Rebecca Podos gives us mystery, self discovery, heart break and love in her debut novel, The Mystery of Hollow Places. Fans of Mosquitoland by David Arnold will want to follow Imogene Scott as she searches for her missing father and absentee mother but finds something else along the way.

From the book flap:

All Imogene Scott knows of her mother is the bedtime story her father told her as a child. It’s the story of how her parents met: he, a forensic pathologist; she, a mysterious woman who came to identify a body. A woman who left Imogene and her father when she was a baby, a woman who was always possessed of a powerful loneliness, a woman who many referred to as “troubled waters.”

Now Imogene is seventeen, and her father, a famous author of medical mysteries, has struck out in the middle of the night and hasn’t come back. Neither Imogene’s stepmother nor the police know where he could’ve gone, but Imogene is convinced he’s looking for her mother. And she decides it’s up to her to put to use the skills she’s gleaned from a lifetime of reading her father’s books to track down a woman she’s only known in stories in order to find him and, perhaps, the answer to the question she’s carried with her for her entire life.

Overall: The Mystery of Hollow Places starts off with a missing person. Imogene’s mystery writing father has suddenly disappeared without a word to Imogene or her stepmother. He left something in Imogene’s room that she is convinced is a clue to why he’s gone. He’s gone searching for Imogene’s mother, who just as mysteriously walked out on the family when Imogene was still a baby. As Imogene points out “searching isn’t missing”. Imogene knows the police and her stepmother won’t take her theory on dad’s disappearance seriously so it’s up to her to find her father and bring him home. But In order to do that, Imogene must search for a mother she knows next to nothing about. And what she find is not what she expected.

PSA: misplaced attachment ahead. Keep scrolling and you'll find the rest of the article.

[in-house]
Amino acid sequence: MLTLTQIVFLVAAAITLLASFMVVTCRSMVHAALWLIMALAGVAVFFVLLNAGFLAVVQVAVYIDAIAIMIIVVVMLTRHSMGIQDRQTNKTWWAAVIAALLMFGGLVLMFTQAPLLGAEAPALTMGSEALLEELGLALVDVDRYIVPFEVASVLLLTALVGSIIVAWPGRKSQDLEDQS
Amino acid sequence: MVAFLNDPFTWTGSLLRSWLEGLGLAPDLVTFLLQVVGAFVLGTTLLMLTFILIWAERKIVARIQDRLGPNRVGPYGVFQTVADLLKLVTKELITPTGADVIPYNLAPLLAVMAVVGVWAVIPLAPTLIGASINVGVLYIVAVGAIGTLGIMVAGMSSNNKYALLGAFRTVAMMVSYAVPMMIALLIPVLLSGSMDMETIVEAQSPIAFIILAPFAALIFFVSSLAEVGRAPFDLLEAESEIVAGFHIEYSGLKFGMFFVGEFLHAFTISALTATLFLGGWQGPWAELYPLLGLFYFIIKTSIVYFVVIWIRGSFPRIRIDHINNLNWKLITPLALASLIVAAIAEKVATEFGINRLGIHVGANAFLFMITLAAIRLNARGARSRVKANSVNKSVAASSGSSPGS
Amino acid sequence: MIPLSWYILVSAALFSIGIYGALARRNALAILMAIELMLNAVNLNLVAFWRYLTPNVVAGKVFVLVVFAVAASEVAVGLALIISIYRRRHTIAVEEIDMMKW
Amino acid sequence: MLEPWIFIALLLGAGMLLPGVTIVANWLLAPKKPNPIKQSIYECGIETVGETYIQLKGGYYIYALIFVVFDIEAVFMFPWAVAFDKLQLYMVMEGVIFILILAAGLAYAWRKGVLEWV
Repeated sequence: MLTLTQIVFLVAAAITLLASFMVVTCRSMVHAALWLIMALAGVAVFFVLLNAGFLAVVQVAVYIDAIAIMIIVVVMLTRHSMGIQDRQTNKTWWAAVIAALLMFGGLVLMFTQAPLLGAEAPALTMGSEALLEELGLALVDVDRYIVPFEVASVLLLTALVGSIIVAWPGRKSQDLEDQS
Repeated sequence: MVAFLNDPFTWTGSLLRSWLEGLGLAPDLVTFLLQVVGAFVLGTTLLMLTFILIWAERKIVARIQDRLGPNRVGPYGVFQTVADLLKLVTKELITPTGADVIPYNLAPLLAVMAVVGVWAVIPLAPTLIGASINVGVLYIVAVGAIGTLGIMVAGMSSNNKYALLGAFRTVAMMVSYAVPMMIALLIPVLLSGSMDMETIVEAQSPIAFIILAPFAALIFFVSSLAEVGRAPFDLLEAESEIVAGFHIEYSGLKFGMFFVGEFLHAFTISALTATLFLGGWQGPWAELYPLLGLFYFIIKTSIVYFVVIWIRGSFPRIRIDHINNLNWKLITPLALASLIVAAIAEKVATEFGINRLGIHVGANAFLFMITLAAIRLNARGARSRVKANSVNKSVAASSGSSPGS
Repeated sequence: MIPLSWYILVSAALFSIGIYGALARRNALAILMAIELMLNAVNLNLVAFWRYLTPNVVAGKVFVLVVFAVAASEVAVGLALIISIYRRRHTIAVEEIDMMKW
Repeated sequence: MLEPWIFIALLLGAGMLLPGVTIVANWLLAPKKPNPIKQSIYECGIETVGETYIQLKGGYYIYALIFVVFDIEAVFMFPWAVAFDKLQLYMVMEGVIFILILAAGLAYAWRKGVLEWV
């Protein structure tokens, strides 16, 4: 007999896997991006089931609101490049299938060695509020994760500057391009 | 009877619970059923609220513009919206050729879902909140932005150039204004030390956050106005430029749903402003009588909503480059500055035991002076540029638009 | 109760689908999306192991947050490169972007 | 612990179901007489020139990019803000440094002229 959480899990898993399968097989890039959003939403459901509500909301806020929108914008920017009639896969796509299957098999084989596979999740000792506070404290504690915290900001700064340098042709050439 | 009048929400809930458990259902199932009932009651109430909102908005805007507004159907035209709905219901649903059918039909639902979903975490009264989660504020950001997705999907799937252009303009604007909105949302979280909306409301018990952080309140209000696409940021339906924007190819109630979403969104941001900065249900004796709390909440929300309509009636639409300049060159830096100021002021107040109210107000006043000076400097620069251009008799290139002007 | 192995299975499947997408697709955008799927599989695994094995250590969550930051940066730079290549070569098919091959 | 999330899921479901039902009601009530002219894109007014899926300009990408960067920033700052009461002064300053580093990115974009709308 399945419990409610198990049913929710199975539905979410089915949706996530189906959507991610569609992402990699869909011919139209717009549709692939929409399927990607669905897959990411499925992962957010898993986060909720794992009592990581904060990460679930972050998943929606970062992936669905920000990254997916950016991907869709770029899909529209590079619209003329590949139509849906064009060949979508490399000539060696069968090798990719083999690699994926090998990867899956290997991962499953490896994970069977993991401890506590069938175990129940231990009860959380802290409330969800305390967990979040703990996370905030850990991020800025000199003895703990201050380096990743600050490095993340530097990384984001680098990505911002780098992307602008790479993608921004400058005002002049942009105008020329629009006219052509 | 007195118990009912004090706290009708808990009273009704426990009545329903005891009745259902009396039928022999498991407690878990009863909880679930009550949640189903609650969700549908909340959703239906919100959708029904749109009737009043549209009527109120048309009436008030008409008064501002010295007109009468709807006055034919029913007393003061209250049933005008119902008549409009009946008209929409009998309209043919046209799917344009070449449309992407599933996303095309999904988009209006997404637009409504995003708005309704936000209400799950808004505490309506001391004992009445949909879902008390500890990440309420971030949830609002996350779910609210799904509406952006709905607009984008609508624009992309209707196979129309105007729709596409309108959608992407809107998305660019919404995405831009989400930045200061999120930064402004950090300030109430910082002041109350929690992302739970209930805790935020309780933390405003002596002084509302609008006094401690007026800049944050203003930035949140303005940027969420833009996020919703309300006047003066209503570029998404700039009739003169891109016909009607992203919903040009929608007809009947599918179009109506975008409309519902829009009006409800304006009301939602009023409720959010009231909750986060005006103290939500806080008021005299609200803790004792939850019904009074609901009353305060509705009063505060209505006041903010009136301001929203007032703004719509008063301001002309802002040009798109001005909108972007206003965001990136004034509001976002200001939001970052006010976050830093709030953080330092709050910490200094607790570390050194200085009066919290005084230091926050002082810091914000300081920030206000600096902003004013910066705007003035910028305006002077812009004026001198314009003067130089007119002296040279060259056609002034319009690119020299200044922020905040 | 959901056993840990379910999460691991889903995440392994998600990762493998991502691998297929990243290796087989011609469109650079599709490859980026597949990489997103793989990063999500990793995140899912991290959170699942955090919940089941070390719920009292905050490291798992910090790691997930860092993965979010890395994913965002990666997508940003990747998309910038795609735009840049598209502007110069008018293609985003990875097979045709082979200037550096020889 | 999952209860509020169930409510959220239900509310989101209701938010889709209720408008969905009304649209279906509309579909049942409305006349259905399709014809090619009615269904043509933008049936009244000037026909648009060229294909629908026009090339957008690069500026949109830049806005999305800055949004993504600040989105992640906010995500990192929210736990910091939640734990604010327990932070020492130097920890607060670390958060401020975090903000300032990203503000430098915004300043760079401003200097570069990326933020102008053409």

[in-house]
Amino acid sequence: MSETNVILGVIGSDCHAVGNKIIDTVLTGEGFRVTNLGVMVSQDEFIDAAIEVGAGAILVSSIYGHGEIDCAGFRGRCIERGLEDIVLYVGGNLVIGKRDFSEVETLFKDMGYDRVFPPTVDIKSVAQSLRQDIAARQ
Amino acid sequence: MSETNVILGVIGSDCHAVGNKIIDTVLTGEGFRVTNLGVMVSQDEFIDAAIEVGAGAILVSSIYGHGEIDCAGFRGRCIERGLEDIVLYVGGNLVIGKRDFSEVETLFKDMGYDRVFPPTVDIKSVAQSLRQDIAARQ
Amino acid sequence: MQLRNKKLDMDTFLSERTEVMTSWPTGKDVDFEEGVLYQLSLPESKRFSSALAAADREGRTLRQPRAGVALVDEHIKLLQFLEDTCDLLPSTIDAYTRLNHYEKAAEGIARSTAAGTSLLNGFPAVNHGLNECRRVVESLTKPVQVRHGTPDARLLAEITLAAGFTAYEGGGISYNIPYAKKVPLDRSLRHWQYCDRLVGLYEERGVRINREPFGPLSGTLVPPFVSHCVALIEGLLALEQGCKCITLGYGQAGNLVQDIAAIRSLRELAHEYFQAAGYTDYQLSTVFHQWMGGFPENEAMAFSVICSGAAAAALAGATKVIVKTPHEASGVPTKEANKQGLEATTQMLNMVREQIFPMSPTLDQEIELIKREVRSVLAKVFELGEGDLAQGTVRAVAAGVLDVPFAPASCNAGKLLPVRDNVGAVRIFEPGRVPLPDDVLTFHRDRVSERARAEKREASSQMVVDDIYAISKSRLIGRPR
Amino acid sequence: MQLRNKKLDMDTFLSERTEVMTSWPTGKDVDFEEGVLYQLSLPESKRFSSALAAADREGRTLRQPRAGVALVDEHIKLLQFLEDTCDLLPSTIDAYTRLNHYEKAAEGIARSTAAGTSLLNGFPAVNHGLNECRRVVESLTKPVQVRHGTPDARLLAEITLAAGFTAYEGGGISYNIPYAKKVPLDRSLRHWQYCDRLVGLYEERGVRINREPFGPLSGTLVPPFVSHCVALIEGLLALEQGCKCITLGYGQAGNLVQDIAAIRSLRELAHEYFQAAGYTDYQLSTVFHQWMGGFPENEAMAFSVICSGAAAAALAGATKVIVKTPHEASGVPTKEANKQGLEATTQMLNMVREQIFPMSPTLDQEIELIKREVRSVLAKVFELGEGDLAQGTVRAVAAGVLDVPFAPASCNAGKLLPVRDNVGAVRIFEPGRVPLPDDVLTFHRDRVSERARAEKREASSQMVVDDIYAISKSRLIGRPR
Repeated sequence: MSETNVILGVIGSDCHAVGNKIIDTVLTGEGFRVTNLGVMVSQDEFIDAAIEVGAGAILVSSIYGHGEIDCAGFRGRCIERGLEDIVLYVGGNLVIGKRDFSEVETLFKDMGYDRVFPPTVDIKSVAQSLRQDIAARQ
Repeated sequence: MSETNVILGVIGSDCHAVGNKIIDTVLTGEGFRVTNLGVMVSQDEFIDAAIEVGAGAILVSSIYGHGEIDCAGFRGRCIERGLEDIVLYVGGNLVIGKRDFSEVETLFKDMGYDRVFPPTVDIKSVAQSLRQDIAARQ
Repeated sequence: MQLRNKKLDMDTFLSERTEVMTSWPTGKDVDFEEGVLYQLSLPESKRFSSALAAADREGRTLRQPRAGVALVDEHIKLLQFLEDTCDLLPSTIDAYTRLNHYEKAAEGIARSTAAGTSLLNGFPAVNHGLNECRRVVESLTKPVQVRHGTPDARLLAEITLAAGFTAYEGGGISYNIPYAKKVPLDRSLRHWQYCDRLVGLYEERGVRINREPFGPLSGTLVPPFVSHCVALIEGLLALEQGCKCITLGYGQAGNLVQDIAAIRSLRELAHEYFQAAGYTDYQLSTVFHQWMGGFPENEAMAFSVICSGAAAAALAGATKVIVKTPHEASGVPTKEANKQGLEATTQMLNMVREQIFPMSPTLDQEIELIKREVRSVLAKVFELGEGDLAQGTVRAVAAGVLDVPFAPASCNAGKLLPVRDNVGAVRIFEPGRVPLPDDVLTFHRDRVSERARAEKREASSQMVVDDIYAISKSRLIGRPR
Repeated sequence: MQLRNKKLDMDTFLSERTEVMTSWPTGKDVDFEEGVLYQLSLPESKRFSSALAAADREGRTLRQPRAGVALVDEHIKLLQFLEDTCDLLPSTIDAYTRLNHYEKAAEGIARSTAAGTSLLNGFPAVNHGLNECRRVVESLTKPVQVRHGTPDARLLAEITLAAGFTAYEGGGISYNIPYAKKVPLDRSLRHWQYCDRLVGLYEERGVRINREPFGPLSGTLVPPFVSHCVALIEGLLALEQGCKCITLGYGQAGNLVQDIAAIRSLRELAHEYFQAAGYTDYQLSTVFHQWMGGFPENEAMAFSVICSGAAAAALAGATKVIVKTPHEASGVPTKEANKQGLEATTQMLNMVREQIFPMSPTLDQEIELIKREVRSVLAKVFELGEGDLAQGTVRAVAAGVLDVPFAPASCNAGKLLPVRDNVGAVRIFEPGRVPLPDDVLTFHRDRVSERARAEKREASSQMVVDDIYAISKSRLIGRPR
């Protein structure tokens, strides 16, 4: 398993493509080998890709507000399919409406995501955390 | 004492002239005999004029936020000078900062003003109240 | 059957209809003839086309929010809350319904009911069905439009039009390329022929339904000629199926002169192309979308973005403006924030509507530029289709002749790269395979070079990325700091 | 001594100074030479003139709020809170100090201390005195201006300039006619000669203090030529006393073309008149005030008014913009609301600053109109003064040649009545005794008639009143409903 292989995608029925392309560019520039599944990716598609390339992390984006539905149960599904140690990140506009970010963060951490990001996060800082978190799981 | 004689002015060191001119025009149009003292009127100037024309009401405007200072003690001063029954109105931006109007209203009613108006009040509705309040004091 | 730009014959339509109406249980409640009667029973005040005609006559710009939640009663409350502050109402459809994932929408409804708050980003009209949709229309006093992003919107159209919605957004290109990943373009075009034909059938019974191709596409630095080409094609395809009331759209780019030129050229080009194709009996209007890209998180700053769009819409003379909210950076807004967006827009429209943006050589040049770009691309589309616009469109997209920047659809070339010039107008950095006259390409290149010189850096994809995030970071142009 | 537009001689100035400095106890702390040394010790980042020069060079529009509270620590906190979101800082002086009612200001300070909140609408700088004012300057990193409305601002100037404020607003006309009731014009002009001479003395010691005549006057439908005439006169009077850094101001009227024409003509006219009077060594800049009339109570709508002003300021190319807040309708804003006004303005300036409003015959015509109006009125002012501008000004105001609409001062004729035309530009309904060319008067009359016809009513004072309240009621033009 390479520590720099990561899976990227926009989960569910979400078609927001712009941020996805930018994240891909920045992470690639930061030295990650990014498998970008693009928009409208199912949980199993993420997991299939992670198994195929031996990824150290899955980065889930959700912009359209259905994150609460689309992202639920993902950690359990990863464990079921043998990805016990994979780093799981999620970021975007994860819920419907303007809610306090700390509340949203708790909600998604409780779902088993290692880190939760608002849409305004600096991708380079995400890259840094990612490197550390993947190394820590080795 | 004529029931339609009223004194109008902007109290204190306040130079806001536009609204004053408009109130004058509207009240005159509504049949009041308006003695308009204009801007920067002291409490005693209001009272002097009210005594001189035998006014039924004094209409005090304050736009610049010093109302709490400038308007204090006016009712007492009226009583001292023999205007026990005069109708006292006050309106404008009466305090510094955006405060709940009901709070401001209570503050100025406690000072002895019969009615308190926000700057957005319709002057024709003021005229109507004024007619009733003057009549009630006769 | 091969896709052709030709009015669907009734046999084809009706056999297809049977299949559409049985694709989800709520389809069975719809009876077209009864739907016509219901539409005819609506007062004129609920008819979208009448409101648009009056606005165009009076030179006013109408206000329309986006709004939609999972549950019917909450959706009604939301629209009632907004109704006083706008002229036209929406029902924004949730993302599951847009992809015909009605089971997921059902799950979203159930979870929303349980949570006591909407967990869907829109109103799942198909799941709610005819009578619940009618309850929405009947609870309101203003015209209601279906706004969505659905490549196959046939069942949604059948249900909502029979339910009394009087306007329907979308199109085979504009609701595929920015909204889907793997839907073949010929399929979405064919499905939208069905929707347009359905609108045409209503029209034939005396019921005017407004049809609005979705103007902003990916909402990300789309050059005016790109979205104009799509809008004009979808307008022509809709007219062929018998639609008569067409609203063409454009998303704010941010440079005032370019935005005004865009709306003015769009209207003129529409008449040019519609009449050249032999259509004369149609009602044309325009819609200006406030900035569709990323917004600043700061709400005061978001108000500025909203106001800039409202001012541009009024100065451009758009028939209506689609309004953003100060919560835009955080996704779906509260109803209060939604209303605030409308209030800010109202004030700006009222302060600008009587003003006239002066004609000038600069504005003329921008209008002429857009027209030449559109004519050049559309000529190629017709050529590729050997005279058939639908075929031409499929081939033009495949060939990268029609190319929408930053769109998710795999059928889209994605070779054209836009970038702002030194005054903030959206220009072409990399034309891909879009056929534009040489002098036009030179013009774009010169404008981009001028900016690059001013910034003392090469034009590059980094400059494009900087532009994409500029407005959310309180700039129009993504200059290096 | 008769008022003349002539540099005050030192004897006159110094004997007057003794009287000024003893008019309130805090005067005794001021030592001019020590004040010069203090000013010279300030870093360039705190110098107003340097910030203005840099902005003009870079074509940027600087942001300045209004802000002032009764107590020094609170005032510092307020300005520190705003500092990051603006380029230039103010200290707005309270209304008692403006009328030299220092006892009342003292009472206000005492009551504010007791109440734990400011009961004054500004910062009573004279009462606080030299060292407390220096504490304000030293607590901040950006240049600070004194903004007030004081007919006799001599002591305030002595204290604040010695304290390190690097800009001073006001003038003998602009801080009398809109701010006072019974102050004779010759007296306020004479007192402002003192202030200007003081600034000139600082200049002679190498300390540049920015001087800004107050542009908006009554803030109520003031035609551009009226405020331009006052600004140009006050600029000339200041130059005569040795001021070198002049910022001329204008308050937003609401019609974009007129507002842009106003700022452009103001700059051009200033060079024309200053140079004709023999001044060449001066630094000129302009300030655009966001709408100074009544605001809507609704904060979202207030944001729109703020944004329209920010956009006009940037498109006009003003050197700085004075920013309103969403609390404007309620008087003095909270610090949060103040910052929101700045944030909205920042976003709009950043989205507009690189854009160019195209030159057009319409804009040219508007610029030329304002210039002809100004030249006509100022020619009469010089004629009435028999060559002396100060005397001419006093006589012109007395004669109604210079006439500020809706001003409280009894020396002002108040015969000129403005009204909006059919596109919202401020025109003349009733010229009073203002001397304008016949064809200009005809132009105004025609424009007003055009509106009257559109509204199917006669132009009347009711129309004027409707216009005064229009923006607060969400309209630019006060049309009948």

Rebecca Podos’s debut novel is a mystery, but there is much more to discover than just the whereabouts of a missing person. Imogene is faced with some truths about her absentee mother, her missing father, her therapist stepmother and herself. Podos lets the story unravel in an unhurried pace that allows for us to get to know the characters beyond the versions of themselves initially presented. There are greater mysteries here than just the whereabouts of Imogene’s father.  Like any good mystery writer Podos gives us plenty of clues along the way, so pay attention.

Judge a Book by its Cover: The cover calls to mind the beach in winter; a barren melancholy landscape which suits this book perfectly.

Kick-Ass Factor: Imogene fancies herself a loner, but the fact is she needs help from her annoyingly perfect best friend, even if she doesn’t want to admit it. Imogene is part Asian, not a size two and by no means a damsel in distress. She is also insecure and defensive.  Imogene Scott is not a saint nor is she a villain. She is definitely a bad ass. Points to Podos for giving us a diverse protagonists who feels real and who we can root for.

He Said/She Said: Imogene spends a lot of time in her own head, but that’s okay because she’s got a great internal monologue going on in there. Here is a list of some of my favorite Imogene truisms:

“A crush is not a contract.” -Truer words were never spoken, Imogene!

It’s just that I’ve been imagining her for so long, and this is the end of imagining and the start of knowing.” -The point of no return can be a scary place.

Because in mysteries, if nothing else you know that no matter how weird or dark or hopeless things get, one way or another it’ll all be right by the end.” I sure hope so.

Open tab/Last call: Rebecca Podos’s debut novel was thrilling, complex and entirely satisfying. You can be sure that when Podos’s next novel comes out it will definitely be on our TBR list. In the meantime, we’re leaving this tab open. Cheers!

The Mystery of Hollow Places by Rebecca Podos,  January 26, 2016, Balzer & Bray/ Harper Teen, 304 pages. Available for pre-order at Inkwood Books.

Ann-Eliza

 

 

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